Home / Civil disobedience against the censors  
Image of Civil disobedience against the censors

In his famous treatise On the Duty of Civil Disobedience, Henry David Thoreau argued that individuals can promote justice by disobeying the law. History is replete with examples of civil disobedience. Mohandas Gandhi used civil disobedience to achieve independence in India. Using civil disobedience, Martin Luther King won a Nobel Prize for his work in the US civil rights movement, claiming "You died when you refused to stand up for right. You died when you refused to stand up for truth. You died when you refused to stand up for justice." South Africans used it to abolish apartheid. Women marched, had hunger strikes, and went to jail in order to gain the right to vote during women's suffrage. The Boston Tea Party used it to express their frustration having to pay taxes without representation, leading to the War for Independence. Examples of smaller civil disobedience abound in most every activist ideology. (In other news, UK students smash Treasury and Supreme Court buildings as parliament triples tuition fees.) But how do we determine when civil disobedience is and is not justified? Is following the law and abiding by the purported social contract always moral? Is it ever acceptable to break the law if the law is against our conscience? Are these hackers justified in attacking what even UN Human Rights head suggests is censorship?


ORGANISERS of the group behind cyber attacks on mastercard.com and other websites have vowed to extend their campaign to anyone with an "anti-WikiLeaks agenda". In an online chat with Agence France-Presse, organisers of "Anonymous" said thousands of volunteers were taking part in their defence of WikiLeaks and its founder Julian Assange, whom they described as a "free-speech martyr"...

Anonymous launched its first distributed denial of service, or DDoS, attack on Saturday, taking down PayPal's official blog, ThePayPalBlog.com, for at least eight hours. Since then they have targeted the websites of other companies that have severed ties to Assange or WikiLeaks, including Mastercard and the Swiss Post Office bank.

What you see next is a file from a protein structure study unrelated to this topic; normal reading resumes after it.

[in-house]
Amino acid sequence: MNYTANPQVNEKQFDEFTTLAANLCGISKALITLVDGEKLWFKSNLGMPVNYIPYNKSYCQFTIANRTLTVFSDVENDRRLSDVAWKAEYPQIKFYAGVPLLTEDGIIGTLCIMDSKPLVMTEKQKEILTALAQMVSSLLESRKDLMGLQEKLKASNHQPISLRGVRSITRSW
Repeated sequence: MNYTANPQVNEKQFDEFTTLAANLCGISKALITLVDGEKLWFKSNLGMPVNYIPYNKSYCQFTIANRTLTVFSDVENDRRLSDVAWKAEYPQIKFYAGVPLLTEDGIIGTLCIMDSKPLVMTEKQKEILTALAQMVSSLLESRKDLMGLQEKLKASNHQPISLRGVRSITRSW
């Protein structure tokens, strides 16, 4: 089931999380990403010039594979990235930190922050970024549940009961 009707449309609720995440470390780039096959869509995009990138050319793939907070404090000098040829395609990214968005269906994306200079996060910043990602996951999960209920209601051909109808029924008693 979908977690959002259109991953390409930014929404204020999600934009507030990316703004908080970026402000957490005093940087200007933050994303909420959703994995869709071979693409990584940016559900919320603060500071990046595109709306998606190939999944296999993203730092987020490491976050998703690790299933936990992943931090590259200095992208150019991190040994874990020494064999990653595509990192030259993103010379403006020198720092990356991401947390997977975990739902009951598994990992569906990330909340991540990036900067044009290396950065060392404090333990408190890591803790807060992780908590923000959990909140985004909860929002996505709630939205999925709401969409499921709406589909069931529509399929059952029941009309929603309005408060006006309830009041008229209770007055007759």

The website of the Swedish prosecutor's office pursuing Assange on allegations of sex crimes was also hit, as was the website of the lawyer representing two Swedish women in the case. "The current target is mastercard.com, but anyone that has an anti-Wikileaks agenda is within our scope of attack," they said in the online chat with AFP...

"Operation Payback stands for free speech and no censorship, which is also what Assange is going for," they said. "The general motivation is freedom of information/speech, which is currently under attack...

In a classic DDoS attack, a "botnet" of zombie computers, machines infected with viruses, are commanded to simultaneously visit a website, overwhelming its servers, slowing service or knocking it offline completely.

Hackers sets sights on WikiLeaks opponents


Original posting by Braincrave Second Life staff on Dec 12, 2010 at http://www.braincrave.com/viewblog.php?id=402

You need to be logged in to comment.
search only within braincrave

About braincrave


We all admire beauty, but the mind ultimately must be stimulated for maximum arousal. Longevity in relationships cannot occur without a meeting of the minds. And that is what Braincrave is: a dating venue where minds meet. Learn about the thoughts of your potential match on deeper topics... topics that spawn your own insights around what you think, the choices you make, and the actions you take.

We are a community of men and women who seek beauty and stimulation through our minds. We find ideas, education, and self-improvement sexy. We think intelligence is hot. But Braincrave is more than brains and I.Q. alone. We are curious. We have common sense. We value and offer wisdom. We experiment. We have great imaginations. We devour literacy. We are intellectually honest. We support and encourage each other to be better.

You might be lonely but you aren't alone.

Sep, 2017 update: Although Braincrave resulted in two confirmed marriages, the venture didn't meet financial targets. Rather than updating our outdated code base, we've removed all previous dating profiles and retained the articles that continue to generate interest. Moving to valME.io's platform supports dating profiles (which you are welcome to post) but won't allow typical date-matching functionality (e.g., location proximity, attribute similarity).

The Braincrave.com discussion group on Second Life was a twice-daily intellectual group discussions typically held at 12:00 PM SLT (PST) and 7:00 PM SLT. The discussions took place in Second Life group chat but are no longer formally scheduled or managed. The daily articles were used to encourage the discussions.

Latest Activity